The main attraction.
I stated in my Holyhead indtroduction page that I am sure Holyhead has much to offer and sadly I didn't have the opportunity to see much of it but I would suggest that the main reason for travellers to visit the town is to use the ferryport where boats leave regularly for the Republic of Ireland. This tip deals with that.
The Ferryport dominates the town and I will not add directions to it as you really cannot miss it. It is co-terminus with the train station and very well signposted should you arrive by road. If you are driving, there is a long stay carpark available with a complimentary bus service to and from the feryport.
The terminus is relatively small but clean and well-staffed with adequate facilities. There are toilets, a coffeshop, shop and a lefy-luggage office which was shut both times I passed through. If you are walking and want to go into town, stand with your back to the port, look towards the railway line and go out the door on the right over the causeway. Should you be going to the further part of the port for your ferry (the Stena part), there is a complimentary bus service to and from the vessel.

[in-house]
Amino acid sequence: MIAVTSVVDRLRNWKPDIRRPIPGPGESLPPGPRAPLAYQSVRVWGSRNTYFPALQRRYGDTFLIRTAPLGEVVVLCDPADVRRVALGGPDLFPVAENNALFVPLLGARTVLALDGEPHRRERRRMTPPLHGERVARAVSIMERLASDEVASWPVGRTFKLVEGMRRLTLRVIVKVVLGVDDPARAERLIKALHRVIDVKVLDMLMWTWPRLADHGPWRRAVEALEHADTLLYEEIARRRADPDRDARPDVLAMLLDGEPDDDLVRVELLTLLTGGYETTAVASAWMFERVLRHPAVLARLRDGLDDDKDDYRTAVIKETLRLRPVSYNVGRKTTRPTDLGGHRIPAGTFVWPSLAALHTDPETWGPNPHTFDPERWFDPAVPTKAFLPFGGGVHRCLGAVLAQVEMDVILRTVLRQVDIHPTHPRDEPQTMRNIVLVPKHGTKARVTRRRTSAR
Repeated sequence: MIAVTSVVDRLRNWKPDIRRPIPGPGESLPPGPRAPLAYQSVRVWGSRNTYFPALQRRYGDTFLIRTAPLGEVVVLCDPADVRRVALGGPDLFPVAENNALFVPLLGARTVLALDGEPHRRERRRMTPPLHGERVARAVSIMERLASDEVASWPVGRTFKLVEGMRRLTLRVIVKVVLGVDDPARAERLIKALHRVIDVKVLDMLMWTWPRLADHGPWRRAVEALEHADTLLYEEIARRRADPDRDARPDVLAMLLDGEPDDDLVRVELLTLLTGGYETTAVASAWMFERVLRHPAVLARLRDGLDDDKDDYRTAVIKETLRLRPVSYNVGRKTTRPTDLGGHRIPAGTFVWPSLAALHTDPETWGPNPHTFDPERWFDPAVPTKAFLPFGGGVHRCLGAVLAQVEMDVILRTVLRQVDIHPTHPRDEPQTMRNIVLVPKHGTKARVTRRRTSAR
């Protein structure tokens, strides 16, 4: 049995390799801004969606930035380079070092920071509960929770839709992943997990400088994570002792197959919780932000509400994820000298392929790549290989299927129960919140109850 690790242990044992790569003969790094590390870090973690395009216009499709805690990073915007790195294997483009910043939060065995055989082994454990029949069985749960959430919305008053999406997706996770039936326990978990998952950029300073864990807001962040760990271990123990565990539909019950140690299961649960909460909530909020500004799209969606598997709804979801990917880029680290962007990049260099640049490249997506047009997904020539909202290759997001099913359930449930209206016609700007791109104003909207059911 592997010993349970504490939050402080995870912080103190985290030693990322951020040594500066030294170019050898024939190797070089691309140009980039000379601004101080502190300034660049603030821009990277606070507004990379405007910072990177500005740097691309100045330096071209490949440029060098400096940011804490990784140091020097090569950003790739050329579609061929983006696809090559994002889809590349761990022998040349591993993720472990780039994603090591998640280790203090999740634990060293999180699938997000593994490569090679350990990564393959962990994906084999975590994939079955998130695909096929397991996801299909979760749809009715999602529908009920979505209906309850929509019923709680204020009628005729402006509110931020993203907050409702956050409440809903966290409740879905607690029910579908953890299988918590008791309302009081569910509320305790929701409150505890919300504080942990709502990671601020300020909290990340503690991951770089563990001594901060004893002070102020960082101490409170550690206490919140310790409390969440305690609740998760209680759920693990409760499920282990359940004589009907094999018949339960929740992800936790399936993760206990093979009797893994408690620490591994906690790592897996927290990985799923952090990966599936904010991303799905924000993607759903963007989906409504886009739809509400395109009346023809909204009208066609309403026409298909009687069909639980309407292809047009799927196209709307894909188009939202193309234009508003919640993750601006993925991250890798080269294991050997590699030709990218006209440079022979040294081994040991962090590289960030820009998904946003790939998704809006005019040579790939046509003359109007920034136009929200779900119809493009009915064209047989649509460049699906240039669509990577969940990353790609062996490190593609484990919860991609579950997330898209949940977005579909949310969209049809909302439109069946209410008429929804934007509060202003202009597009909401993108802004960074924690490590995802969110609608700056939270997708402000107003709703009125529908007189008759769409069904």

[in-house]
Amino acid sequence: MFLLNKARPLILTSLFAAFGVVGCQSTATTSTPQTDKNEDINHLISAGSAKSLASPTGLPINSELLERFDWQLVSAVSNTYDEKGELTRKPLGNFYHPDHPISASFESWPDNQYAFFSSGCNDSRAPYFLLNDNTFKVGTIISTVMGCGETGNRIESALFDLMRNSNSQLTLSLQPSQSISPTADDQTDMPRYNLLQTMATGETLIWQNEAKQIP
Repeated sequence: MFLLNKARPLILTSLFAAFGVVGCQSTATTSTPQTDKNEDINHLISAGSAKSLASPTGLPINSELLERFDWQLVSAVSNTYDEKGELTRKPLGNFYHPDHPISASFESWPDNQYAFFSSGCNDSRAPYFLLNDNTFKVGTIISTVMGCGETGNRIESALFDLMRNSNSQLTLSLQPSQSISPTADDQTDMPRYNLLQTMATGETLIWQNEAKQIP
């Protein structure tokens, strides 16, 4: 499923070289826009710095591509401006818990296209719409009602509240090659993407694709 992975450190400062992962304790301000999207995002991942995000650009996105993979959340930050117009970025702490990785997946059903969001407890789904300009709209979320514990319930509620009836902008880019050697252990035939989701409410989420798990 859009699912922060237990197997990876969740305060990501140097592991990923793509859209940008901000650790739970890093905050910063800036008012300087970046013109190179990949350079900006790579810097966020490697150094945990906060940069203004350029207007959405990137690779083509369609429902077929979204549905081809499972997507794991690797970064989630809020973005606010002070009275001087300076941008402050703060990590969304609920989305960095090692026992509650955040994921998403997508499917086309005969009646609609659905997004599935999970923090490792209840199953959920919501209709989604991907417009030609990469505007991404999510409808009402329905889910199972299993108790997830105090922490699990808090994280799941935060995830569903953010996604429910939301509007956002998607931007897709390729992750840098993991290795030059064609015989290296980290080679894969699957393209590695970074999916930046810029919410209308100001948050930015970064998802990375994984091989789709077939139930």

If I had one small complaint it would be that there is not really a lot of seating about but this is a minor point and the ferryport is generally a pleasant enough travelling experience.
- Budget Travel
Should be labeled 'through'
The vast majority of people who go to Holyhead have absolutely no intention of spending more than a minimium amount of time they can. Holyhead is the main port for travel to/from Ireland and as such sees hundred of thousands of 'visitors' a year.
Two companies ply their wares between Holyhead port and Dublin City / Dun Lagonnaire (just to the south of Dublin). Fares will be very similar on both Irish Ferries and P & O Stena line. I must say that I prefer Irish ferries, which include the impressive Uylleses. The largest (or at least it was) catamaran car ferry in the world also operates from here in the hands of P & O Irish Sea. The quick ferry shoots across in an impressive 99 minutes whilst the more traditional ferries do the trip in a little over 3 hours.
Prices for using the car ferry can very somewhat, and are disgustingly expensive in high summer. At most times of the year a single ticket (car with passengers) works out at around 100 pounds. Take time to look through the websites of the two campanies as you will often find special fares or offers buried within them.
Foot passenger fares are more around the the twenty pound mark, and they should connect with train services through to London.
I have been to Hollyhead a couple of times to catch the ferry and Seacat to Ireland. From what I could see the port was the main part of the town.
The first time I went there I took the train and the second time I went by coach.
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